There are many puzzle pieces that need to fit together in order to be successful and achieve your athletic goals. Whether you are looking for a competition level performance in endurance sport or to hit your next strength goal, it requires a huge amount of time, effort, and physical capacity. To perform at your desired level, you need the physical capability to generate speed, strength, and power, all while maintaining a high degree of sport specific skills and proficiency. Most of these skills and qualities are developed through periodized training, putting in the training time and effort and appropriate recovery.
However, there is a growing body of evidence to suggest that cognitive sportstraining can also play a role in sports performance enhancement. Cognitive sports training encompasses a broad range of mental tasks designed to improve various aspects of athletic performance. We’ve all had those moments when you didn’t think you could run one more step or lift one more rep but somehow you are almost always able to do so. So much of our sport performance is psychological, so it makes sense to support that aspect of your training as well.
Cognitive training tasks are used to improve psychological factors such as mindset, self-efficacy, self confidence, motivation, and mental toughness. Cognitive sports training can also be used to enhance skill development and execution, resulting in improved technical proficiency within your sport. This increase will allow you to adapt to changing scenarios and ultimately perform to your best capability no matter what you are faced with.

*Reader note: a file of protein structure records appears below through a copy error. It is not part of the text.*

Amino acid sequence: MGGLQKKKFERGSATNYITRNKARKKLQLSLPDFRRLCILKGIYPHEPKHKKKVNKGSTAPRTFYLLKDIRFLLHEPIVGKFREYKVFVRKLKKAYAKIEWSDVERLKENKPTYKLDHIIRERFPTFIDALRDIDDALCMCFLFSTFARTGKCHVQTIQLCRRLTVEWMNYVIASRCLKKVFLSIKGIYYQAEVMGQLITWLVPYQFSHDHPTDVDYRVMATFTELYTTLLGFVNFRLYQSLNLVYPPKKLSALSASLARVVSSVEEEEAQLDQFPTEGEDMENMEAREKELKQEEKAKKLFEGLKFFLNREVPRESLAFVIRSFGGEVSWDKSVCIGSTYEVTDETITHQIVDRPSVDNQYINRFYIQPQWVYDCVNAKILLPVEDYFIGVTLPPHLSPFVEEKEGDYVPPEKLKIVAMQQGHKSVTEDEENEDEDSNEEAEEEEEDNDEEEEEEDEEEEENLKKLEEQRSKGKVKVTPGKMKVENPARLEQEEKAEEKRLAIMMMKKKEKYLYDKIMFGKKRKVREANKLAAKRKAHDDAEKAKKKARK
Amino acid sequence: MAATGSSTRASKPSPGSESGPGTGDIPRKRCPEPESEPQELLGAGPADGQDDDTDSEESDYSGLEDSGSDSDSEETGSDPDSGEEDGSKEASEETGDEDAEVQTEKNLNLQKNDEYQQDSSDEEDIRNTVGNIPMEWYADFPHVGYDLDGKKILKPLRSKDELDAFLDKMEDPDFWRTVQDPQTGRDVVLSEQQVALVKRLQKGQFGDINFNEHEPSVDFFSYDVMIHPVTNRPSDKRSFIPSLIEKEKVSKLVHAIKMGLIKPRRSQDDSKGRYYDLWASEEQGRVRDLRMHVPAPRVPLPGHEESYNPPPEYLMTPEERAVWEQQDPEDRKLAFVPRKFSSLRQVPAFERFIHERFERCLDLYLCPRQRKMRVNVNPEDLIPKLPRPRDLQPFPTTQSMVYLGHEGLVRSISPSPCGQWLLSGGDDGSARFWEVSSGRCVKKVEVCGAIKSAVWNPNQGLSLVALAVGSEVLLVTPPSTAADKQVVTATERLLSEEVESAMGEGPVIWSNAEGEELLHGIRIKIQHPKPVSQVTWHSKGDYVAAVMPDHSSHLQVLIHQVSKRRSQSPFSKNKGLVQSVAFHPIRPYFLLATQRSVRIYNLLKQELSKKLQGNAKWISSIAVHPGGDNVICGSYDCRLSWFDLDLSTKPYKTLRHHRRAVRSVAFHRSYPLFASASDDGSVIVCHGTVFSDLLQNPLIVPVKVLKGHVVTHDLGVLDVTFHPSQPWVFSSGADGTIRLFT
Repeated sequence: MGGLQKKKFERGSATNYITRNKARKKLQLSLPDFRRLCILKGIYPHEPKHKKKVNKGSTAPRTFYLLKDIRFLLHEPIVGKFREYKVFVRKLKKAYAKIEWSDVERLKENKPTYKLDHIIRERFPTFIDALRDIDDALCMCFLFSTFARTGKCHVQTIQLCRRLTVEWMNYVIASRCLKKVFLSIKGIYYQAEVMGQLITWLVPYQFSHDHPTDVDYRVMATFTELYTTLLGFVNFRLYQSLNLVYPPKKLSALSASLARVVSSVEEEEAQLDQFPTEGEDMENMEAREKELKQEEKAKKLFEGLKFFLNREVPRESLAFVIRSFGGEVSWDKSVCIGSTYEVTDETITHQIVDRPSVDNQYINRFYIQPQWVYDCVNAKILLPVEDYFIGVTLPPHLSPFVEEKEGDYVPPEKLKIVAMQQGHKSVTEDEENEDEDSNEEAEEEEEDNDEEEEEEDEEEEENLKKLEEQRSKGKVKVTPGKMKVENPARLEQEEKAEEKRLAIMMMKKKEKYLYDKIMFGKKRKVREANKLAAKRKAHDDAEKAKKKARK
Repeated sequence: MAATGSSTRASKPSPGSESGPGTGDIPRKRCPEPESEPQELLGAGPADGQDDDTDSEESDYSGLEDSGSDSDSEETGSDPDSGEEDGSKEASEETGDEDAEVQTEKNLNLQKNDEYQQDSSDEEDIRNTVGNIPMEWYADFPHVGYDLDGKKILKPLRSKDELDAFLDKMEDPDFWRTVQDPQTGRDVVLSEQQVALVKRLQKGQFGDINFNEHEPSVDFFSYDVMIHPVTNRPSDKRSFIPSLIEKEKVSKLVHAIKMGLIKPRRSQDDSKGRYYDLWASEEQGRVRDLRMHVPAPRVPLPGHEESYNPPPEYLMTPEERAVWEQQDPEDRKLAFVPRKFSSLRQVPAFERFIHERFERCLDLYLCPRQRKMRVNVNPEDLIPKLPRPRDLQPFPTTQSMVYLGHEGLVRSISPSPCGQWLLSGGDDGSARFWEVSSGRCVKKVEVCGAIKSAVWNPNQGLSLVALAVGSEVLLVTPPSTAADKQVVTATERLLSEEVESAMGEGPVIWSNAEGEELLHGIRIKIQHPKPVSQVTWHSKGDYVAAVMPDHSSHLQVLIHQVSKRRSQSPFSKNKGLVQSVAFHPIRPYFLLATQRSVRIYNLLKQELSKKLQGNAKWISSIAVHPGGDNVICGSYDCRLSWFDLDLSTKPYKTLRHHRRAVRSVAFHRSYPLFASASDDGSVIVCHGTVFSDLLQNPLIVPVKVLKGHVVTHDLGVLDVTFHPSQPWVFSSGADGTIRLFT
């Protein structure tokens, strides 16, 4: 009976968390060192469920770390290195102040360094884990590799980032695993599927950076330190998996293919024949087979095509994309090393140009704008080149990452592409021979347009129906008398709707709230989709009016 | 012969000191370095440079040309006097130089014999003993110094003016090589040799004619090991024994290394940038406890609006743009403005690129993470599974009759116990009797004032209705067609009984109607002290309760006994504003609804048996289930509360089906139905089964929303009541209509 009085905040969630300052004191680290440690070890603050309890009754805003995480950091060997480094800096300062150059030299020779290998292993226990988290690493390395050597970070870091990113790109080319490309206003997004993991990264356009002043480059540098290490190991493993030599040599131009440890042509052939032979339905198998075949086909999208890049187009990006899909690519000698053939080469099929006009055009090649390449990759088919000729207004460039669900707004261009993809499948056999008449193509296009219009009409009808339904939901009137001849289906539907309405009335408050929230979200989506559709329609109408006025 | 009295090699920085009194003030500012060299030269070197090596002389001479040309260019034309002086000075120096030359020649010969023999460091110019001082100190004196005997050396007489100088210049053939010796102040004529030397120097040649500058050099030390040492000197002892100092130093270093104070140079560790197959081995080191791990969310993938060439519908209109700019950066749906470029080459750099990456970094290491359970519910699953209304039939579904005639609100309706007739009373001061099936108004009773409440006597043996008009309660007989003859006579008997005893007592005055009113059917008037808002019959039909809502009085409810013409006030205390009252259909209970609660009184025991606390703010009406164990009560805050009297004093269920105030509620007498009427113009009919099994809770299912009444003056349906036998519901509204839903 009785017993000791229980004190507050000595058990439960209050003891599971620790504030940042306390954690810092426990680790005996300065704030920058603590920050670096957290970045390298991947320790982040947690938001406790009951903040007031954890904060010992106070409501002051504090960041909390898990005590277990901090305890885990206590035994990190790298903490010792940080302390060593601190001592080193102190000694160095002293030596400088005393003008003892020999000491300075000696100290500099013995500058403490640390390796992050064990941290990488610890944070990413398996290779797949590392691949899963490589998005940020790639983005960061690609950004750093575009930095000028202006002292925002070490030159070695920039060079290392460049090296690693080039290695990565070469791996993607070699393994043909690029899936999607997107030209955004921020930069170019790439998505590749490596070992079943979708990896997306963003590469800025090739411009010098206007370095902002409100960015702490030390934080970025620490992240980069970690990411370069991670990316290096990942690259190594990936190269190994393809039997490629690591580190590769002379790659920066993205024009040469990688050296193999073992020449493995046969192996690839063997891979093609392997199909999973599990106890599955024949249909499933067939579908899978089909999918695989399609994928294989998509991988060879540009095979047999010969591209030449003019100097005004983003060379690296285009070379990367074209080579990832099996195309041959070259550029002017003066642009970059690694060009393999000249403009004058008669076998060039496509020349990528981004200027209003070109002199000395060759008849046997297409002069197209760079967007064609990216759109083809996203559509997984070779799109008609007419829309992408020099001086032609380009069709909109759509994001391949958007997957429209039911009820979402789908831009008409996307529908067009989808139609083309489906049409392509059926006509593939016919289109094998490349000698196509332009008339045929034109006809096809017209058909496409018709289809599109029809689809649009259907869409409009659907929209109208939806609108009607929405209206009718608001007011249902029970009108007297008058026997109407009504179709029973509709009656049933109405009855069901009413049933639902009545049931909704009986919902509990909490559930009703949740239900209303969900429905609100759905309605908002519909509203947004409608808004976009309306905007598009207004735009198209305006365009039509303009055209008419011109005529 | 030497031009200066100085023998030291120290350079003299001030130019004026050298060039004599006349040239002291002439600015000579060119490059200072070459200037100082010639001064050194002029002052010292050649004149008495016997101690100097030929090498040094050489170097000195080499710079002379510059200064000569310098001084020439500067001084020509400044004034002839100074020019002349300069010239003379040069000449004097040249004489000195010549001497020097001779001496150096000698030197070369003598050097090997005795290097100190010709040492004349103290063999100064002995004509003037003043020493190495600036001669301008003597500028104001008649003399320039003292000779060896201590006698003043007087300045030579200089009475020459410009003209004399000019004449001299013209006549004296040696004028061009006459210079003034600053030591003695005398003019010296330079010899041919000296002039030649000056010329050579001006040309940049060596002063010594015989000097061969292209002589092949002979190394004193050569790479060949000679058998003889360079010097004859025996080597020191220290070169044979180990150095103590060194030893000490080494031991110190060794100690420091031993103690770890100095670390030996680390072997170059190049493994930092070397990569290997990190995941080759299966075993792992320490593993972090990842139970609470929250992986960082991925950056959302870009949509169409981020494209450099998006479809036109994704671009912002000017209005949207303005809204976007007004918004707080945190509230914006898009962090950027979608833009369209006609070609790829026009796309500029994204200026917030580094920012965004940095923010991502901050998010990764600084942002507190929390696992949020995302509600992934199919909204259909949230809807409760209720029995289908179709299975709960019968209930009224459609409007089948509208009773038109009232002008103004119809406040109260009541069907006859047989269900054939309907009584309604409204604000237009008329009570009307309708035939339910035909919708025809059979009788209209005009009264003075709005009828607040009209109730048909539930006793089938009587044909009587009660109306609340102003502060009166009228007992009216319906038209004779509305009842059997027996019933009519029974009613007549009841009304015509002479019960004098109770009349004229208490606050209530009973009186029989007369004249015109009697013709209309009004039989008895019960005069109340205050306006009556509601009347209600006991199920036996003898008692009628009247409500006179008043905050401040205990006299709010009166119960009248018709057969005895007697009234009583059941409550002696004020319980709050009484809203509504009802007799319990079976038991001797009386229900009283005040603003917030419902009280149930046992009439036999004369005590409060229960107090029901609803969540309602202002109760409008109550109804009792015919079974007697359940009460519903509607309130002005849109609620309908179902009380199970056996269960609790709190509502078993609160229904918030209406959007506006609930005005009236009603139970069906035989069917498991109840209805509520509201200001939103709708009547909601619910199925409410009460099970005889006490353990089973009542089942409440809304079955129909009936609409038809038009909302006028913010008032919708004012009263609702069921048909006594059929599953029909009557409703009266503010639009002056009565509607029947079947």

Let’s look at the 3 main types of cognitive training:
- Mental Imagery
- Mindfulness and meditation
Mental imagery is the process of mental execution of a movement or sports specific action without any actual physical movement or muscle activation. You can use this method to repeatedly perform specific motor skills for your sport. These mental repetitions improve the efficiency of those skill-related neural pathways, improving athletic performance.
Self talk is the process of talking to yourself to reinforce confidence, technique, self-belief, motivation, mental resilience; it can also change your mood. This technique can accelerate the learning of new skills, reduce performance-related anxiety, and develop motivation and resilience. You are likely already working hard physically to achieve your goals, so wouldn’t it be great if you could also talk to yourself to help get you there as well.
Mindfulness and Meditation
Mindfulness and meditation strategies are used to improve mood, increase emotional well-being, stave off feelings of depression and anxiety, and increase sensations of confidence and self-worth. The focus is on being intensely aware of what you’re sensing and feeling in the moment, without interpretation or judgment. The goal is not to focus on how the last kilometer of your run went or what is coming up next but how you are managing the moment that you are in. How do you feel, what can you control right here and now? Looking at your own game, race or movement and not what is going on with others, saves energy and puts you in complete focus and control of how you need to move your body to achieve your goal.